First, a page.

DEAR DR. DONOHUE: A little while back you wrote about rosacea. I believe I have it. I had thought that my teenage acne had come back on me. I am 35. Would you elaborate on it? My cheeks and nose are red, and there are pimples there. Is this rosacea? Can it be cured? – G.P.

It could be. Rosacea (rose-AY-she-uh) mostly happens to people older than 30. They usually have fair skin, light hair and are or were easy blushers. It starts out as a redness of the nose, cheeks, chin or forehead. On the red skin, thin webs of blood vessels often pop up. Then those skin patches break out in pimples. The final stage of rosacea – a stage that shouldn’t happen to anyone these days – is a bulbous, deformed nose. Often unrecognized is eye involvement in some rosacea patients. The eyes feel gritty and burn.

The cause is uncertain, but a skin mite, Demodex, might be involved. Some think that the stomach bacterium Helicobacter has a hand in it.

Stay out of the sunlight or protect your skin with sunblock when you do go outside. Limit alcohol. Hot and spicy foods cause rosacea to flare.

Use mild soaps on your face. Dove and Cetaphil are two examples, but they aren’t the only ones.

Metronidazole applied to the affected skin is a popular first treatment. It comes as a cream, gel or lotion. Azelex cream is another favored treatment. So is clindamycin ointment, an antibiotic. If rosacea fails to respond to medicines applied to the skin, oral antibiotics are the next step on the treatment ladder.

“Cure” is too strong a word for rosacea. It can, however, almost always be controlled.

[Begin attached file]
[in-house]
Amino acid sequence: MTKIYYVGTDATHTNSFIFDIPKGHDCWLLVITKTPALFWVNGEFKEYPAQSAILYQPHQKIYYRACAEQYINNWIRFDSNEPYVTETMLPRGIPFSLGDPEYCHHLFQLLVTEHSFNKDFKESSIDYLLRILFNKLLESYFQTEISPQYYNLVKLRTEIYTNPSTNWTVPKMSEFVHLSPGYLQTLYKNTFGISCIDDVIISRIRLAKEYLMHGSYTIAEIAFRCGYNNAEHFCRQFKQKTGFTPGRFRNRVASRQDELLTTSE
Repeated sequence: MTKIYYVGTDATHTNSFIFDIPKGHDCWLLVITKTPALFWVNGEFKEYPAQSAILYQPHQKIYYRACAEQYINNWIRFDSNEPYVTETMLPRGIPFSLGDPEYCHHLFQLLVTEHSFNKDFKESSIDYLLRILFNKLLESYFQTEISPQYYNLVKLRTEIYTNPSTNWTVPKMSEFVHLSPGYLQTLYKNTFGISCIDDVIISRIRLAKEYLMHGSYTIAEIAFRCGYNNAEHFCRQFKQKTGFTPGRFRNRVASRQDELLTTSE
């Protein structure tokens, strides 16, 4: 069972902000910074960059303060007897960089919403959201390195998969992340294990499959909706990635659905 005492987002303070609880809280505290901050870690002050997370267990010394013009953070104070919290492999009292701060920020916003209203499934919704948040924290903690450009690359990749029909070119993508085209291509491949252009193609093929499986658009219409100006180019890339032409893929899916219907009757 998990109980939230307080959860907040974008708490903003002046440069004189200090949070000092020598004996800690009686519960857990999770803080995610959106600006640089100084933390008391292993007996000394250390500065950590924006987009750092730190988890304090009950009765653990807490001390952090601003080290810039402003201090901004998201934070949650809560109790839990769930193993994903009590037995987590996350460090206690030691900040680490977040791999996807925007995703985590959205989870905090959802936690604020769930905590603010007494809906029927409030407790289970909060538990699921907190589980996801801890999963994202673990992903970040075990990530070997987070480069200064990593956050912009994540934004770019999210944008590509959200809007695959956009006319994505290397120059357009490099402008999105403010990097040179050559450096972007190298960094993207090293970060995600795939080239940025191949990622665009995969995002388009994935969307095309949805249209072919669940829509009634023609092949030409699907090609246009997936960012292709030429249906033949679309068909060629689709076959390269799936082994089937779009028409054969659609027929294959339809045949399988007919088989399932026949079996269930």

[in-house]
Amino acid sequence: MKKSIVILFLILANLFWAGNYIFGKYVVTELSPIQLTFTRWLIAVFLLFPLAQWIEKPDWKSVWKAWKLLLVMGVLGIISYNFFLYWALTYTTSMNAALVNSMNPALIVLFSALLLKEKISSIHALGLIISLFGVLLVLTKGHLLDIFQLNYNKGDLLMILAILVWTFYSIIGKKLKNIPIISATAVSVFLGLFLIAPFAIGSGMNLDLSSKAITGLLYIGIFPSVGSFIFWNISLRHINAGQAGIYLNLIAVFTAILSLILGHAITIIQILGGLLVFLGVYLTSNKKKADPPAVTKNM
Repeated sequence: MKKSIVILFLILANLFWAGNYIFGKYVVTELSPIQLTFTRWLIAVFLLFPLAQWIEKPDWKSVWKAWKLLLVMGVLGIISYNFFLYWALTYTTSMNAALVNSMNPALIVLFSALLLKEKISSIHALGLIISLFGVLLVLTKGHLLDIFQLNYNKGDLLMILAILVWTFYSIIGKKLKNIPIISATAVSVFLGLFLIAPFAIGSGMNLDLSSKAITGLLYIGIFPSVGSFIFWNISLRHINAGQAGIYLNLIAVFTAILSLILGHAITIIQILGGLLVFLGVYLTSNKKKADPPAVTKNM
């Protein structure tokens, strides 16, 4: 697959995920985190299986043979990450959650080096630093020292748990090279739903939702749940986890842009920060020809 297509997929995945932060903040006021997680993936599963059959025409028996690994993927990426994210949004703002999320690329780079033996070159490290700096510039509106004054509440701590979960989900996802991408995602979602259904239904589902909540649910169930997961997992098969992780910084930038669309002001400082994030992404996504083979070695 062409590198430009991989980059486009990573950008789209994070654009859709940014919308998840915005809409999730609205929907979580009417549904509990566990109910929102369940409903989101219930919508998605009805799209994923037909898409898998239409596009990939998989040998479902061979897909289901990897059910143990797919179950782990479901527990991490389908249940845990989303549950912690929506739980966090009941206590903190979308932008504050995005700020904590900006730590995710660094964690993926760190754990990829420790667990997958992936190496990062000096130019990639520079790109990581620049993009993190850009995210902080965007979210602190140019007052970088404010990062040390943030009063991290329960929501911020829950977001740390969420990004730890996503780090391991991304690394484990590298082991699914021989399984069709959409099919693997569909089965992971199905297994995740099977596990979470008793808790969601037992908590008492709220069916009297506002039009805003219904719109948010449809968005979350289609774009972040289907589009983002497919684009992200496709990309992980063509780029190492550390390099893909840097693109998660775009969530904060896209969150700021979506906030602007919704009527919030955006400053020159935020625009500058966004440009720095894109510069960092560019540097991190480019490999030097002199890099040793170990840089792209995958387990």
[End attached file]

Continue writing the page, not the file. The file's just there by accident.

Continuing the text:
Take advantage of the National Rosacea Society. It provides people with information on the latest treatments and gives other helpful hints on how to keep rosacea in check. The society’s toll-free number is 888-NO-BLUSH, and its Web site is

DEAR DR. DONOHUE: I would like to know if there is any benefit in eating deer meat. I have coronary artery disease. I have always eaten fruits, vegetables and grains but have not always made good choices on eating meat. I heard deer meat is not harmful. – J.B.

All animal meat has about the same amount of cholesterol – somewhere around 70 mg in 3.5 ounces. Cholesterol in foods doesn’t raise blood cholesterol as much as saturated fat does. Saturated fat primes the liver to make cholesterol, and that’s where most blood cholesterol comes from. Wild meat, like deer meat, has less saturated fat than farm-raised animals because wild animals run all over the place day in and day out. A 3.5-ounce portion of sirloin steak has 12 grams of fat. The same amount of venison has only 3 grams. So, deer meat is a healthier meat choice.

DEAR DR. DONOHUE: I am a 72-year-old healthy woman who has trouble sleeping. I do not take naps and I do not drink coffee or any other stimulants before going to bed. When I finally fall asleep, I wake up in two to four hours and can’t get back to sleep. The only way I get any sleep is by taking one Tylenol PM at night. Will this hurt my liver? Can I get addicted to it? – C.L.

ANSWER: In the best of all worlds, sleep without any medicine is ideal. However, one Tylenol PM is not going to hurt your liver or lead to addiction.

It’s a combination of acetaminophen and Benadryl, an antihistamine. The antihistamine is the ingredient that puts you to sleep.

Dr. Donohue regrets that he is unable to answer individual letters, but he will incorporate them in his column whenever possible. Readers may write him or request an order form of available health newsletters at P.O. Box 536475, Orlando, FL 32853-6475. Readers may also order health newsletters from

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